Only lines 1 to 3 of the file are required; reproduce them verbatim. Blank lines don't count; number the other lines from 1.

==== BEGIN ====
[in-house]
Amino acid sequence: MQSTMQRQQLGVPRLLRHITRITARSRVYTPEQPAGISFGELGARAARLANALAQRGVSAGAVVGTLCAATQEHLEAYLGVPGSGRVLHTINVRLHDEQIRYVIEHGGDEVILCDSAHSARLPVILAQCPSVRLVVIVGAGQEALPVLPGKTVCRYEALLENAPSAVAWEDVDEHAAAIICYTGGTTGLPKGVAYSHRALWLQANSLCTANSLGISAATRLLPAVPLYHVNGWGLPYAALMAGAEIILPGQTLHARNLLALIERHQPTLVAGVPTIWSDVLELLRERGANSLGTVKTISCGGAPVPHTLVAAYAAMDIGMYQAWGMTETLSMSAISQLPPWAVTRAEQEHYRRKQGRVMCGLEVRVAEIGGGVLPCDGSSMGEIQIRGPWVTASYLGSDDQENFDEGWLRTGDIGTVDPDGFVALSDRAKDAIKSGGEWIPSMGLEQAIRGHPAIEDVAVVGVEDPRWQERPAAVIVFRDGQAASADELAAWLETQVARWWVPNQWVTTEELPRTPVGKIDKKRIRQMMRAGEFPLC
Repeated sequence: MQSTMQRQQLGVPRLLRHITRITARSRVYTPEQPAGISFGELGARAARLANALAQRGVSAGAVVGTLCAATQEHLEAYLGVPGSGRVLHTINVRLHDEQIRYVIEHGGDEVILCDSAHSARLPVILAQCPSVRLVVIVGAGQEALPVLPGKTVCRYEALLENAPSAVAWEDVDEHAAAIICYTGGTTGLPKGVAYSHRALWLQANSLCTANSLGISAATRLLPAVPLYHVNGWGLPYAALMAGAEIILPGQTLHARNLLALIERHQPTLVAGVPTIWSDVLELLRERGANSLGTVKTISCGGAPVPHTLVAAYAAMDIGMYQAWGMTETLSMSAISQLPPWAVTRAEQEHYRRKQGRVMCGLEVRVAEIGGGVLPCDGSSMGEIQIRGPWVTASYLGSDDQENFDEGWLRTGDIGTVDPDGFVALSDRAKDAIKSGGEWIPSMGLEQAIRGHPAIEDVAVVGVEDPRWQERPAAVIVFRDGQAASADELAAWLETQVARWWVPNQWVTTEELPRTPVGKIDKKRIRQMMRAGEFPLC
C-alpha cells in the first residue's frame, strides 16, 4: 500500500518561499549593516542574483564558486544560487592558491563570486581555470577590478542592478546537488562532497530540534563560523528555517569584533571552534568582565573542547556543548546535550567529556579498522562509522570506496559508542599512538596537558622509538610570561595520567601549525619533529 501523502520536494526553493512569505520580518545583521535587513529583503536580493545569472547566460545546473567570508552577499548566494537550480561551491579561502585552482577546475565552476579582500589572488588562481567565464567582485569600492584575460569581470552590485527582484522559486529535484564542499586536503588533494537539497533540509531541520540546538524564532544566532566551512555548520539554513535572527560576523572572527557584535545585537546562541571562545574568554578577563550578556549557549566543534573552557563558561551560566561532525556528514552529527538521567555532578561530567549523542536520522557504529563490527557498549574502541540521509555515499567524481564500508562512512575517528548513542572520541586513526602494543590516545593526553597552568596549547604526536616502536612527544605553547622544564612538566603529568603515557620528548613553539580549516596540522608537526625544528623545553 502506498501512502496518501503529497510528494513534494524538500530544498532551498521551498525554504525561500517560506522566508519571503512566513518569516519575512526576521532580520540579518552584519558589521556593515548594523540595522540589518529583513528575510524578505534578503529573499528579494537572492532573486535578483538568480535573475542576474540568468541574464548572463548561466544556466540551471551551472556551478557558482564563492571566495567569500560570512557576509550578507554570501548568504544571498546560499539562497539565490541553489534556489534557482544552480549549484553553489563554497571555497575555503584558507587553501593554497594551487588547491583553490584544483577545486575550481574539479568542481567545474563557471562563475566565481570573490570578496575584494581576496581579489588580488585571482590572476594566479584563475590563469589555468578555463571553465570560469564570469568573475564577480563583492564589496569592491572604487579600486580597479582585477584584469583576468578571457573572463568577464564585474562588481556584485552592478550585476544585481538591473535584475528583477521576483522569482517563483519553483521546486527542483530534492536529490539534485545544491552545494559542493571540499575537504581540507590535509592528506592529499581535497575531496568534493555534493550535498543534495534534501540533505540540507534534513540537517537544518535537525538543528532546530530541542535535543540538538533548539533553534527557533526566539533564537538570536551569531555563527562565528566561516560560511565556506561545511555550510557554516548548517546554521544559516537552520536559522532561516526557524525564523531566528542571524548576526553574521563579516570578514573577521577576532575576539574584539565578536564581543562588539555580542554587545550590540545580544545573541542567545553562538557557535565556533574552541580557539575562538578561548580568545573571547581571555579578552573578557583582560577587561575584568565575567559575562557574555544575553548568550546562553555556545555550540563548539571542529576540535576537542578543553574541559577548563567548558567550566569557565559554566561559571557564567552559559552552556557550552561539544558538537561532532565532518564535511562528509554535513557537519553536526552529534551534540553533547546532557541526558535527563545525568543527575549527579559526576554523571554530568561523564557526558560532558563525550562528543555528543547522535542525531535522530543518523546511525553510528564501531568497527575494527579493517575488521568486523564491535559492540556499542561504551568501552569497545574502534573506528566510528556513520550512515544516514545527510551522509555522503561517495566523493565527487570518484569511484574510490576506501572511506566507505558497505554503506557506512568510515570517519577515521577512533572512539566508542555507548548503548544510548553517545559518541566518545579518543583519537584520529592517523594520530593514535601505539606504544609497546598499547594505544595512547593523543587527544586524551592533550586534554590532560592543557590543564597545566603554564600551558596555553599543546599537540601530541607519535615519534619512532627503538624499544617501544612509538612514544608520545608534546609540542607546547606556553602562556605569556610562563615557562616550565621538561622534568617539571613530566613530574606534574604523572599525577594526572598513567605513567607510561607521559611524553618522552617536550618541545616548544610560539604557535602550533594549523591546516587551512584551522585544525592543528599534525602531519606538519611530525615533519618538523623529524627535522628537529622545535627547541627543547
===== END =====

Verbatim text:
[in-house]
Amino acid sequence: MQSTMQRQQLGVPRLLRHITRITARSRVYTPEQPAGISFGELGARAARLANALAQRGVSAGAVVGTLCAATQEHLEAYLGVPGSGRVLHTINVRLHDEQIRYVIEHGGDEVILCDSAHSARLPVILAQCPSVRLVVIVGAGQEALPVLPGKTVCRYEALLENAPSAVAWEDVDEHAAAIICYTGGTTGLPKGVAYSHRALWLQANSLCTANSLGISAATRLLPAVPLYHVNGWGLPYAALMAGAEIILPGQTLHARNLLALIERHQPTLVAGVPTIWSDVLELLRERGANSLGTVKTISCGGAPVPHTLVAAYAAMDIGMYQAWGMTETLSMSAISQLPPWAVTRAEQEHYRRKQGRVMCGLEVRVAEIGGGVLPCDGSSMGEIQIRGPWVTASYLGSDDQENFDEGWLRTGDIGTVDPDGFVALSDRAKDAIKSGGEWIPSMGLEQAIRGHPAIEDVAVVGVEDPRWQERPAAVIVFRDGQAASADELAAWLETQVARWWVPNQWVTTEELPRTPVGKIDKKRIRQMMRAGEFPLC
Repeated sequence: MQSTMQRQQLGVPRLLRHITRITARSRVYTPEQPAGISFGELGARAARLANALAQRGVSAGAVVGTLCAATQEHLEAYLGVPGSGRVLHTINVRLHDEQIRYVIEHGGDEVILCDSAHSARLPVILAQCPSVRLVVIVGAGQEALPVLPGKTVCRYEALLENAPSAVAWEDVDEHAAAIICYTGGTTGLPKGVAYSHRALWLQANSLCTANSLGISAATRLLPAVPLYHVNGWGLPYAALMAGAEIILPGQTLHARNLLALIERHQPTLVAGVPTIWSDVLELLRERGANSLGTVKTISCGGAPVPHTLVAAYAAMDIGMYQAWGMTETLSMSAISQLPPWAVTRAEQEHYRRKQGRVMCGLEVRVAEIGGGVLPCDGSSMGEIQIRGPWVTASYLGSDDQENFDEGWLRTGDIGTVDPDGFVALSDRAKDAIKSGGEWIPSMGLEQAIRGHPAIEDVAVVGVEDPRWQERPAAVIVFRDGQAASADELAAWLETQVARWWVPNQWVTTEELPRTPVGKIDKKRIRQMMRAGEFPLC